Toward a Quaker culture of place
February 14, 2011 § 1 Comment
My meeting (Yardley, Pennsylvania) sits on a beautiful piece of property. The meetingroom has windows along two opposing walls and one set looks out into a stand of mature conifers to a vigorous, volatile stream that falls a decent distance from a dam. The waterfall is easily audible from the room when the windows are open in warmer weather. Some years ago, the stream flooded catastrophically and filled the room with mud. A third wall, opposite the entrance to the room, has more windows framing a large fireplace that hosts a blaze in colder weather. The elements are treasured members of our worshipping community.
Many Quaker meetings have similar experiences. Even urban ones. Brooklyn meeting went into a period of mourning when a new skyscraper radically altered the skyscape offered by the meetingroom’s huge vertical windows. These intimate connections with an environment sometimes draw the meeting into outward engagement, as well. Yardley Meeting has been central to a local movement to save the stream’s dam system and the pond one of these dams created and which some ancestors of the meeting had played a part in creating in the first place.
So history, ecology and worshipping Quakers often form a mutually supportive bond—a covenant—that can enrich the meeting’s life, protect the meeting’s place and contribute to the wider community’s well-being.
My favorite example of this convergence of history, ecology and religious life is the settlement of Friends in Richmond, Indiana. Why Richmond? Friends settled in Richmond originally, having migrated from the slave culture of the South, because it was as far away from slavery as they could get and still live within the territory ceded to European Americans by the indigenous peoples of the region in one of the few land transfer treaties all parties considered legitimate (the Treaty of Fort Stanwick, I think it was)—and still have a stream suitable for a mill. The White River is one of the reasons Richmond is an epicenter of Quaker life.
This piece of history is potentially a seed for a religious culture of place for Richmond Friends. But how could we go deeper, to a deep ecology of the spirit? How could we integrate the ecosystems our meetings inhabit with the religious life of our meetings more intimately? Or do we want to?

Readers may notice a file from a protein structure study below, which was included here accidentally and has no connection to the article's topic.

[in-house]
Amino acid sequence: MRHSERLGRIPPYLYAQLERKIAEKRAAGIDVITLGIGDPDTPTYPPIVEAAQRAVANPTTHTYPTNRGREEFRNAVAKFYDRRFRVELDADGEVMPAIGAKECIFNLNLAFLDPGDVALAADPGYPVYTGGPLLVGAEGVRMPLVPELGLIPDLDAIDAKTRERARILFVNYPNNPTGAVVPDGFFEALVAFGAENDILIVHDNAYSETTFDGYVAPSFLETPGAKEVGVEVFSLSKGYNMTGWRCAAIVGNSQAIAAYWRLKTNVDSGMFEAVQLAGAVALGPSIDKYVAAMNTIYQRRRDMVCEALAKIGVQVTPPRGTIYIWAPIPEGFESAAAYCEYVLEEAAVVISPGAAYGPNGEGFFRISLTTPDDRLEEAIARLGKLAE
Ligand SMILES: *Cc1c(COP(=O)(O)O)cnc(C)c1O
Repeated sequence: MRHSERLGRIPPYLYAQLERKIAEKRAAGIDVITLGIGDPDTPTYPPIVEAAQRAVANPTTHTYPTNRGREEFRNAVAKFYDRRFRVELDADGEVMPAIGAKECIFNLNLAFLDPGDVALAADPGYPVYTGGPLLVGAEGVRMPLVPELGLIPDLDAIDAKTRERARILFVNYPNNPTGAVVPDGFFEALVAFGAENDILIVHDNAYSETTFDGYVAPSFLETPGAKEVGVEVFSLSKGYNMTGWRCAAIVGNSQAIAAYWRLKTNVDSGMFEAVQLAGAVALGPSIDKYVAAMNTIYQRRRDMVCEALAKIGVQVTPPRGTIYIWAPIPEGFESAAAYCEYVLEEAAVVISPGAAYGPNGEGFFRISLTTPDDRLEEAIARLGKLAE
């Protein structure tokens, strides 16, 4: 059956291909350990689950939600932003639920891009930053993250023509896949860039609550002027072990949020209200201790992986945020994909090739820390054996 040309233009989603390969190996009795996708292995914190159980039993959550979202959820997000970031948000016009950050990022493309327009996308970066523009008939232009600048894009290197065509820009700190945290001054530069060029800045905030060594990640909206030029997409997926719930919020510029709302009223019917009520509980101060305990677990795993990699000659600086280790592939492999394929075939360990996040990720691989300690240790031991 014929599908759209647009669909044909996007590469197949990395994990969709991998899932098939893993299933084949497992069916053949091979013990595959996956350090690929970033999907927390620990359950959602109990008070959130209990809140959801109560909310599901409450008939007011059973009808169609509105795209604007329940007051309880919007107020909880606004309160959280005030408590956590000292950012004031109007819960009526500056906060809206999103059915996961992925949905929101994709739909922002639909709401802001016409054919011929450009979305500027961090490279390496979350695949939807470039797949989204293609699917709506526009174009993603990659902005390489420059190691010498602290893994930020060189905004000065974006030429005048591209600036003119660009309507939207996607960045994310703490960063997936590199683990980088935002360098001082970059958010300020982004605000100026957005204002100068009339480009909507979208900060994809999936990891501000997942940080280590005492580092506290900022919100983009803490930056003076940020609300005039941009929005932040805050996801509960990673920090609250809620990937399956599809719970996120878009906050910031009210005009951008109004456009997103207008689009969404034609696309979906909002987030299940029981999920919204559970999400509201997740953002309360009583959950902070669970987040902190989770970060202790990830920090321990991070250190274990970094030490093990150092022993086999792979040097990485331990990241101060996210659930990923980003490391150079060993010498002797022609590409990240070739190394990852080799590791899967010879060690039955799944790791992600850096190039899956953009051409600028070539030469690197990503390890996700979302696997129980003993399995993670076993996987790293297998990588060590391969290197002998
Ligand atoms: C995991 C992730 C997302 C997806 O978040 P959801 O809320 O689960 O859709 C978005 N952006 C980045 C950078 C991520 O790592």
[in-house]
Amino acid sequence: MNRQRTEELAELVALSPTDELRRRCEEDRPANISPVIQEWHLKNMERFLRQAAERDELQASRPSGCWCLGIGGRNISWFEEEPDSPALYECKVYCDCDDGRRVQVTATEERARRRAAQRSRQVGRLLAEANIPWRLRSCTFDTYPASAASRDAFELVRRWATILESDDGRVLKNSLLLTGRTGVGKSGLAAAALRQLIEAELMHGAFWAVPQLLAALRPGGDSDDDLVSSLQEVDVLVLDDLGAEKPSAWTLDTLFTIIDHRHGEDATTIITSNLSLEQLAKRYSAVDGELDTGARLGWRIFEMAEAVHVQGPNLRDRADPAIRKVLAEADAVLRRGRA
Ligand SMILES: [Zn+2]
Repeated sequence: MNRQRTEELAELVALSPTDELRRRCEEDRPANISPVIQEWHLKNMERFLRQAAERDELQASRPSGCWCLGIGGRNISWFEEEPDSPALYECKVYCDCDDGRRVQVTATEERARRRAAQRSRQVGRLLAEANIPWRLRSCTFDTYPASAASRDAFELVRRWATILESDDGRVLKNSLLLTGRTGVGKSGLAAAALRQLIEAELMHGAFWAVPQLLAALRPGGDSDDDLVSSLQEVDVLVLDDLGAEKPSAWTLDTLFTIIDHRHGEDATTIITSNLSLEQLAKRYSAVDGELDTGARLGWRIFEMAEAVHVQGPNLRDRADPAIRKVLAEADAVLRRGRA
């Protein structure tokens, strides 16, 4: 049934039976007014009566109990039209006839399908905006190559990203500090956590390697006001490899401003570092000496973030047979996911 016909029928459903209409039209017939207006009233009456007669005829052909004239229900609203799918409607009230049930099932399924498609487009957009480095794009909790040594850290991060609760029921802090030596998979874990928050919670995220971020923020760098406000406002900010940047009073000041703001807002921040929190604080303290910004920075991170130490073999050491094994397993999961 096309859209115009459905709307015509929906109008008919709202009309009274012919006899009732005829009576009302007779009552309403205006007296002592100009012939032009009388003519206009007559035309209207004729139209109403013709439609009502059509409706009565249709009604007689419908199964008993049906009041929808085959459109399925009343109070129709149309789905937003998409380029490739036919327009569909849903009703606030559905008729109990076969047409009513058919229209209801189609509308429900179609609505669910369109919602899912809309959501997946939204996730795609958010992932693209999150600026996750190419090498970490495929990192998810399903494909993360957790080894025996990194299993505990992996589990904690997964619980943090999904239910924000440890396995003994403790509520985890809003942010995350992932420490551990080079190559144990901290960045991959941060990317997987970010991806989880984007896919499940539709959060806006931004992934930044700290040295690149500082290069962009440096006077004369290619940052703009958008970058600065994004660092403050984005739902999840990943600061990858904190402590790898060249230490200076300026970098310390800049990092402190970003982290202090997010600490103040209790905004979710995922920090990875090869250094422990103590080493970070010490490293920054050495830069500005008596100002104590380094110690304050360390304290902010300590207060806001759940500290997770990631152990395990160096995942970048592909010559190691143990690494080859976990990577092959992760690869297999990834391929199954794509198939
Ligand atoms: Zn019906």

A seed for this kind of spiritual ecology does rest hidden in our Quaker DNA, but apparently as a recessive gene. One only has to think of the role that Pendle Hill and Firbank Fell played in the visionary life of George Fox and thus the history of early Quakerism. Then there’s the incredible amount of time Fox spent outdoors during his long ministry, but especially in the beginning. George doesn’t talk much about these things and it’s impossible to speculate about their role and importance without having been to these places. But once you go there—wow!
I’ve not been to Pendle Hill, but Firbank Fell blew my mind. Bill Samuels has a couple of good photos and the excerpt from Fox’s Journal recounting his preaching to the Seekers there. But the photographs do not convey the sense of height and distance you get from standing there, the closeness of the sky. The Yorkshire Dales are narrow valleys situated between tall, steep ridges. Standing where those Seekers stood, your view is blocked by the surrounding ridges on two sides, giving an enclosed, even intimate feeling. Turn ninety degrees, though, and you look out over a vast prospect from a great height. It is a powerful place that richly rewards the pilgrim who visits.
But this ‘spiritual ecology’ gene is recessive, driven underground, as it were, by our religion’s intense interiorness, our inward focus on the Inner Light and the Christ within, our silent worship, the way we’ve raised up the direct, personal experience of God. Many of us have had profound, even life-defining spiritual experiences in nature, but our corporate experience is almost completely circumscribed outwardly by the meetingroom and inwardly by this inward attention.
It’s worth noting, though, that virtually every major revelation in the Jewish and Christian and even Quaker traditions has taken place outdoors and often through natural agency and/or in the wild: this God seems to prefer meeting God’s people out of doors. Jesus himself was so familiar with the “deserted places” of Galilee and Judea that he could have served as a trek guide. He’s always hiding out in the wilderness, from the beginning of his prophetic career right after his baptism (and later, from his own disciples) to the end of his career, hiding from the temple police on the Mount of Olives. I’ve made a study of the spiritual ecology of Jesus’ ministry—where he went to do what and why, and the role that the landscape played in these key events—and it’s clear that he worked the landscape as part of his own spiritual practice. And this kind of land-based spiritual ecology goes back to the very origins of western religion, in which ecology, technology and the highlands of Palestine played an essential role in shaping the emergence and early evolution of our tradition (a topic for future posts).
So what would a deeper Quaker culture of place look like?